For the first time in history, the Indian Railways has successfully converted a diesel locomotive to electric traction! The ‘Make In India’ engine was converted by Diesel Locomotive Works (DLW) and promises to be greener and more efficient than its former diesel-based self.
A team made up of engineers from the departments of DLW, BHEL (Bharat Heavy Electricals), CLW (Chittaranjan Locomotive Works) and RDSO (Research Designs and Standards Organisation) worked under the leadership of DLW general manager Rashmi Goel. Rashmi incidentally is the first woman General Manager of DLW (Diesel Locomotive Works).
Works on this historic project began on December 22, 2017, and this iconic engine was dispatched on February 28, 2018.
The dispatched engine is a prototype which will pave the way for further tests and more such engines.
Electric locos are much greener than diesel locomotives. They will cut down the use of fossil fuels by a drastic difference. What’s more, the power of this converted engine has 92% increase from the diesel engine. While the older version delivered 2600 HP, the new one promises to deliver 5000 HP.
A senior railway official told the Financial Express, “The older diesel locomotive had 3,200 HP, but on track, it was 2600 HP. In case of electric, there is no loss of HP and two engines are required, so two 5000 HP locos are being coupled to yield a 10,000 HP.”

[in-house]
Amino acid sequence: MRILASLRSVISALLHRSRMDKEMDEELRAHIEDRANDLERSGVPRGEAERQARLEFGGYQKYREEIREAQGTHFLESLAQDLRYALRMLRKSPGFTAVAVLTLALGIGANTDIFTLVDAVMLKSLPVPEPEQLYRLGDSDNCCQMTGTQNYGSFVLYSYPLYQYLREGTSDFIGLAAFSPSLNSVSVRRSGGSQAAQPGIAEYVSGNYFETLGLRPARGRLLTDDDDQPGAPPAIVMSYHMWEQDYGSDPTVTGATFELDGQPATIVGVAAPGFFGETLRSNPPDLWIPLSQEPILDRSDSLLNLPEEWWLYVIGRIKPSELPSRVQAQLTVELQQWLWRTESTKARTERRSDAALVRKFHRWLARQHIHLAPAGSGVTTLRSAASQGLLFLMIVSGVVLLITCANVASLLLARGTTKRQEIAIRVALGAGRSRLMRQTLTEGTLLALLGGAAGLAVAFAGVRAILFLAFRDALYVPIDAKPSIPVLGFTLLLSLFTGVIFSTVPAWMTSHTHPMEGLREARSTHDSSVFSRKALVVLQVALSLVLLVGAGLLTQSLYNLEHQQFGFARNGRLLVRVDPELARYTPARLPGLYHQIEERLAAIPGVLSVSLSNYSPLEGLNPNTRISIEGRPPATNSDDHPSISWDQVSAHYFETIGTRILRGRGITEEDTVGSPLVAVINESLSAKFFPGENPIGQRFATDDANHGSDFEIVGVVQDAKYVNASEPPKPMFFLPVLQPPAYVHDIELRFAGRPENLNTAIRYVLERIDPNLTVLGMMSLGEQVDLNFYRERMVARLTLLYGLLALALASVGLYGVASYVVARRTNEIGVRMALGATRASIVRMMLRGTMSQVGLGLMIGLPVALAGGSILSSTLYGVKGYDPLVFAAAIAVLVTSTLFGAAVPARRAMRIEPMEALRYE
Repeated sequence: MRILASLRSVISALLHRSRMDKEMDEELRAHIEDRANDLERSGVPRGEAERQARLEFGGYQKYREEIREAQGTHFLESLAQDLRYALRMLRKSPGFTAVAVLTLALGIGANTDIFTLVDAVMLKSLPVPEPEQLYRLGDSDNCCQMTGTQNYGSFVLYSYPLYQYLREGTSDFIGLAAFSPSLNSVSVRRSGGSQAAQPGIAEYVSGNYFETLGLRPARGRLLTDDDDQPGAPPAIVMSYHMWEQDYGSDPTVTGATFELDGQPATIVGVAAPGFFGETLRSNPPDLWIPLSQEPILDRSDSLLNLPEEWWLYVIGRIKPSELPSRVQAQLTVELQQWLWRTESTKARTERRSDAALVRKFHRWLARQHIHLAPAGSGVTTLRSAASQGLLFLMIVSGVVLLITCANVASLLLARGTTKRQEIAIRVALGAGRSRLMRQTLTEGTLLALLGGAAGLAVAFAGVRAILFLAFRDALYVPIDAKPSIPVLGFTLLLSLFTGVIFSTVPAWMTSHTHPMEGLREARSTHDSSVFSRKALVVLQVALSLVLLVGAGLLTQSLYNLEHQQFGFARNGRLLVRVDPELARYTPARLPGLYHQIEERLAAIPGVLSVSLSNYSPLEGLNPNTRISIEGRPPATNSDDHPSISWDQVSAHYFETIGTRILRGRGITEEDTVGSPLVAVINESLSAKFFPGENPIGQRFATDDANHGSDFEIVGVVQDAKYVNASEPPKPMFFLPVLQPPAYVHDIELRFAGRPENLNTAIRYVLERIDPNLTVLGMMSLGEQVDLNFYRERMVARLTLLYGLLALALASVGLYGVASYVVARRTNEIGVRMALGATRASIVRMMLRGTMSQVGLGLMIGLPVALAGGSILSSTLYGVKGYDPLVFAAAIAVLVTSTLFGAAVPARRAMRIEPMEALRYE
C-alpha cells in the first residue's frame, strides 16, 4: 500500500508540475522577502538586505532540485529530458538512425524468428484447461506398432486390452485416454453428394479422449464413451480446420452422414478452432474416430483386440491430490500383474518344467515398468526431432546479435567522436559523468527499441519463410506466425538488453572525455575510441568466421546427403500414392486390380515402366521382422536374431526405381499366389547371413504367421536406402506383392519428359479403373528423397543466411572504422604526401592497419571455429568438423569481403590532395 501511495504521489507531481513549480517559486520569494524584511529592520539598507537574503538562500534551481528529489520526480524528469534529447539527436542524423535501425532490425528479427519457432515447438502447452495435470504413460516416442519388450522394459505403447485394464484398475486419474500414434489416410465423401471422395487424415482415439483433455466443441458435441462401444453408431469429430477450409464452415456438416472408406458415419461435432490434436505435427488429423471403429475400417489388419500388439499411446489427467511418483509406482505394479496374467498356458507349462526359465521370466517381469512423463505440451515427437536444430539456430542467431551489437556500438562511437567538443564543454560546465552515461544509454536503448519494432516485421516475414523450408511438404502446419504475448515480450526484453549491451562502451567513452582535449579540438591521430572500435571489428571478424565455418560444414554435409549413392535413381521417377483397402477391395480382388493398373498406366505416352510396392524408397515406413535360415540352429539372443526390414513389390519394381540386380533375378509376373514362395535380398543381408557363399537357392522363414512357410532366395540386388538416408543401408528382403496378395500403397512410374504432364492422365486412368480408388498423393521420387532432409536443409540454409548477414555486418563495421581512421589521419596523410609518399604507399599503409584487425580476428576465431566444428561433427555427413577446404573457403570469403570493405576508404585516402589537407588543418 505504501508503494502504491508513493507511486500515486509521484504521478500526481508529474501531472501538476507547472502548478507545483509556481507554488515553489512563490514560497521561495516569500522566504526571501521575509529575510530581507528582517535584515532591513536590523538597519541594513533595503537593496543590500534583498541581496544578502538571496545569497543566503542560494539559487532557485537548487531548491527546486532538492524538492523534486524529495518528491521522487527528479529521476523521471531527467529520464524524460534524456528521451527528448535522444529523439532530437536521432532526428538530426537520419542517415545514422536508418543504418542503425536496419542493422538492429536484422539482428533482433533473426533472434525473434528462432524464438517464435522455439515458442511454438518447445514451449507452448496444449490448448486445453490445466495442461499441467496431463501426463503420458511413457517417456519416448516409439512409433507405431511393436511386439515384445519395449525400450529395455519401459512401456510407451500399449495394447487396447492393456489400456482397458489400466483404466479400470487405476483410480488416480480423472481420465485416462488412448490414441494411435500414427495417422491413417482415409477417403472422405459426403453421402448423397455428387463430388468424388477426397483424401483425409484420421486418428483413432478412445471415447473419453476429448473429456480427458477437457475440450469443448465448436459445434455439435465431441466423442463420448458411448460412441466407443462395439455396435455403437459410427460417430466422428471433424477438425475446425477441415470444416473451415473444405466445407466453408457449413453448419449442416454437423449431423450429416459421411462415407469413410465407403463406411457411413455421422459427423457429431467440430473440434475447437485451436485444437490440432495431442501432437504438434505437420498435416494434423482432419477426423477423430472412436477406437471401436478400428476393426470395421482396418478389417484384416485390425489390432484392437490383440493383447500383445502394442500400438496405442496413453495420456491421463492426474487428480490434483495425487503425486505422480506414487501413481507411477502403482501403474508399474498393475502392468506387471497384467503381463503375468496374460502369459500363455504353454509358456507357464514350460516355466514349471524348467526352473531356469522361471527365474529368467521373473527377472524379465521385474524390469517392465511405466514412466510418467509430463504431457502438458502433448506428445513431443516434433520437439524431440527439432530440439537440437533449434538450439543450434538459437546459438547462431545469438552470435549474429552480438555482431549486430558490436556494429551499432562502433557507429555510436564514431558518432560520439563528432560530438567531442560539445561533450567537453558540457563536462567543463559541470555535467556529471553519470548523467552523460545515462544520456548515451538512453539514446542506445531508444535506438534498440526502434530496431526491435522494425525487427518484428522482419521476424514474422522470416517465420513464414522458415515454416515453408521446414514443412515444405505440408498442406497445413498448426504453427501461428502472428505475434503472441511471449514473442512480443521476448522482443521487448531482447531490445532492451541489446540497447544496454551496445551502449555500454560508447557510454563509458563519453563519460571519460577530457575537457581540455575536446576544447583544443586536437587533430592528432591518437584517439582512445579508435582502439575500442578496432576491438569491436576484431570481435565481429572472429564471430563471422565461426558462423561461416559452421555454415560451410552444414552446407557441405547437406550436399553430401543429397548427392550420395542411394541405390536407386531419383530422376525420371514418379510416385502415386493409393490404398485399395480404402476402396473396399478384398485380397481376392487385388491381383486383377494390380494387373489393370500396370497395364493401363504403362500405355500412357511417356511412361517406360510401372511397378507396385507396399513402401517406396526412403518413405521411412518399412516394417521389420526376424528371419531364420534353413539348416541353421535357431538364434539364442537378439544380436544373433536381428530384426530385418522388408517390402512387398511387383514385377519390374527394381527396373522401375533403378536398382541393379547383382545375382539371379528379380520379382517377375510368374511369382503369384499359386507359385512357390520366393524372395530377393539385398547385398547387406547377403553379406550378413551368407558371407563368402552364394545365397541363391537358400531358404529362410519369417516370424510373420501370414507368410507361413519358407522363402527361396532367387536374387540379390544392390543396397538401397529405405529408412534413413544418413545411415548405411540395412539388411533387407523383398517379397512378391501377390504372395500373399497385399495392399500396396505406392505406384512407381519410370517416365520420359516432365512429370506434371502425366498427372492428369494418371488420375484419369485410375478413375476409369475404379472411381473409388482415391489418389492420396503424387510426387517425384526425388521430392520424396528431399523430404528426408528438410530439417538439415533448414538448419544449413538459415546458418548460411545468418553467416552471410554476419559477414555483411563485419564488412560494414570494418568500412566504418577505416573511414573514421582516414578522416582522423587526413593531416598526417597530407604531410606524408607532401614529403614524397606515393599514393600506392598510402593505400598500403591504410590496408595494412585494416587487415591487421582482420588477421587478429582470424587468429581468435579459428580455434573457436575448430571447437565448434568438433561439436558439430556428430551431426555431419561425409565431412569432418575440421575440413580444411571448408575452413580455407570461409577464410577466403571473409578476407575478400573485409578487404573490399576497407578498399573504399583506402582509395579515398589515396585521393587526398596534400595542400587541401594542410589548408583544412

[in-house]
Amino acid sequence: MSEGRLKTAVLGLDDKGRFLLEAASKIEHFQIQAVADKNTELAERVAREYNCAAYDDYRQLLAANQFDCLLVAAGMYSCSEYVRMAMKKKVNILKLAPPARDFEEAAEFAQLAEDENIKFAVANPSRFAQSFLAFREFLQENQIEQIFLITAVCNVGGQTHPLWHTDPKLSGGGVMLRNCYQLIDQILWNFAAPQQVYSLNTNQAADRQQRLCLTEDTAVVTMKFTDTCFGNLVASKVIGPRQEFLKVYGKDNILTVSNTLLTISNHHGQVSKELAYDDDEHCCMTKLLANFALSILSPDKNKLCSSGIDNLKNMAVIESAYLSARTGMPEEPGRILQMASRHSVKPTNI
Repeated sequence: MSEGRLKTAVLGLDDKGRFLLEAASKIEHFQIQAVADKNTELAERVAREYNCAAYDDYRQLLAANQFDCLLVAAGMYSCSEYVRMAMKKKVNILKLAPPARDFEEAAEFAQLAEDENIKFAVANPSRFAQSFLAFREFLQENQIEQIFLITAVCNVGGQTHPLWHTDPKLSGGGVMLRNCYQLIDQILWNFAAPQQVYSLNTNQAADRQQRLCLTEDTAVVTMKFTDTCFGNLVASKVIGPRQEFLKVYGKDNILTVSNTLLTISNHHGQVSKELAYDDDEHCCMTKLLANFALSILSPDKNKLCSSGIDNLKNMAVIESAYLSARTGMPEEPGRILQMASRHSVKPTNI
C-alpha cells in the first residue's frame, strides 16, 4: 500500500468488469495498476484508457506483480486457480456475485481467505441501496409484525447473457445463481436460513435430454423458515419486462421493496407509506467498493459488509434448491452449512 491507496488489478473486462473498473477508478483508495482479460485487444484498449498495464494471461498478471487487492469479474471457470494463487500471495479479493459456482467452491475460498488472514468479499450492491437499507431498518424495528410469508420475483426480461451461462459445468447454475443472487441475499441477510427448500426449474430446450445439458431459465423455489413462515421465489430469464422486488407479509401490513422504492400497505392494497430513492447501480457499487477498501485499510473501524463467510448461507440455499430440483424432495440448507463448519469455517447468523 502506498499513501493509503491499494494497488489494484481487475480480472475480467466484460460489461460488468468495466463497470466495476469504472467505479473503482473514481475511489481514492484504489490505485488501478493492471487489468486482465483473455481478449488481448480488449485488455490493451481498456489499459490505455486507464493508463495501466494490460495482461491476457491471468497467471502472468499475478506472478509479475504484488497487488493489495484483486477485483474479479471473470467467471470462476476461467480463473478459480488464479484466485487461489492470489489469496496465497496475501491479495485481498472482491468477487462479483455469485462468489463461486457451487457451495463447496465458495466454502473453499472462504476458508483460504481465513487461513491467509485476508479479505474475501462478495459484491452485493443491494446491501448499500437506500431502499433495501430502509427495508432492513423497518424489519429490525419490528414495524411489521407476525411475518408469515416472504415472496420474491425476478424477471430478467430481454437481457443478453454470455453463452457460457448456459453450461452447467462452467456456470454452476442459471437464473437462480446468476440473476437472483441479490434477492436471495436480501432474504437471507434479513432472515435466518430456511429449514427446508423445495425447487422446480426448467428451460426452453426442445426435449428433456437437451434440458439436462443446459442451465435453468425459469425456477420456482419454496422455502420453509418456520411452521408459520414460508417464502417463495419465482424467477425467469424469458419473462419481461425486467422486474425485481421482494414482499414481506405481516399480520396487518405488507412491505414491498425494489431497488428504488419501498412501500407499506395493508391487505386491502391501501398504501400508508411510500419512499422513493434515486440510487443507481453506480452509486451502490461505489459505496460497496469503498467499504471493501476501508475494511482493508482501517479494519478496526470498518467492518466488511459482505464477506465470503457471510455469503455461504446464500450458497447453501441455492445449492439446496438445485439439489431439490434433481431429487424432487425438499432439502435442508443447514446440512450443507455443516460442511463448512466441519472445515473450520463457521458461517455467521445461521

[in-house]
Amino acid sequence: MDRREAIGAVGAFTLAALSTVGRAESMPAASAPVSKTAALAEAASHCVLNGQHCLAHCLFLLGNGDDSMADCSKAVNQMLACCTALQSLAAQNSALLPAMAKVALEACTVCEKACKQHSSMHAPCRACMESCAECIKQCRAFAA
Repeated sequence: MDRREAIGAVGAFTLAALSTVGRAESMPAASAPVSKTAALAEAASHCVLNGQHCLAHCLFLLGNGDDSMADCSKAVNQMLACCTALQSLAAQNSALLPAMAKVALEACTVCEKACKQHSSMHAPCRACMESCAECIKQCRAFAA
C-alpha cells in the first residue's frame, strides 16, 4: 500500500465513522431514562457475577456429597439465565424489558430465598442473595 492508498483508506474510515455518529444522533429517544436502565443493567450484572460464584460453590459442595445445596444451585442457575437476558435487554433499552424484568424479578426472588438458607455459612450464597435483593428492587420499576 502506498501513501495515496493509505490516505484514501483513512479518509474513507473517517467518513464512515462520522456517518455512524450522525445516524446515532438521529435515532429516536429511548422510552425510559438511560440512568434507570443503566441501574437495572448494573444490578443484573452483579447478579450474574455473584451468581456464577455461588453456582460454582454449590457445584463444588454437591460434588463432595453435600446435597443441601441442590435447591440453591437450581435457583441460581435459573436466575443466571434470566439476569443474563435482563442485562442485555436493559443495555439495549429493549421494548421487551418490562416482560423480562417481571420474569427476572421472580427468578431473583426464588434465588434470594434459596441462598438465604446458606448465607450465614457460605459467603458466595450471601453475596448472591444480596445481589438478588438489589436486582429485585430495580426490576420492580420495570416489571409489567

This project was implemented on a railway engine which was due for its mid-life rehabilitation. Traction motors, bogies and chassis were retained from the older diesel version.
A roof and sidewalls of a decommissioned WAM4-class electric locomotive were used. While DLW was responsible for the drawings about the modification of the locomotive, RSDO prepared the equipment layout and worked on the power drive as well. BHEL supported RSDO with the power drive.
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The challenge that the team faced during this project was because electric locomotives need dual cables for the power supply while diesel locos need a single cable. The team thus had to alter control wiring for about 9 kilometres for the changed loco engine.
The success of this project means more diesel engines will be converted to electric tractions, thus reducing the demand for fossil fuels for mass transportation. An increase in the power efficiency also comes as great news since it means faster travel for longer distances using a relatively less power supply.
Edited by Gayatri Mishra
Featured image for representational purpose only. Courtesy: The Better India.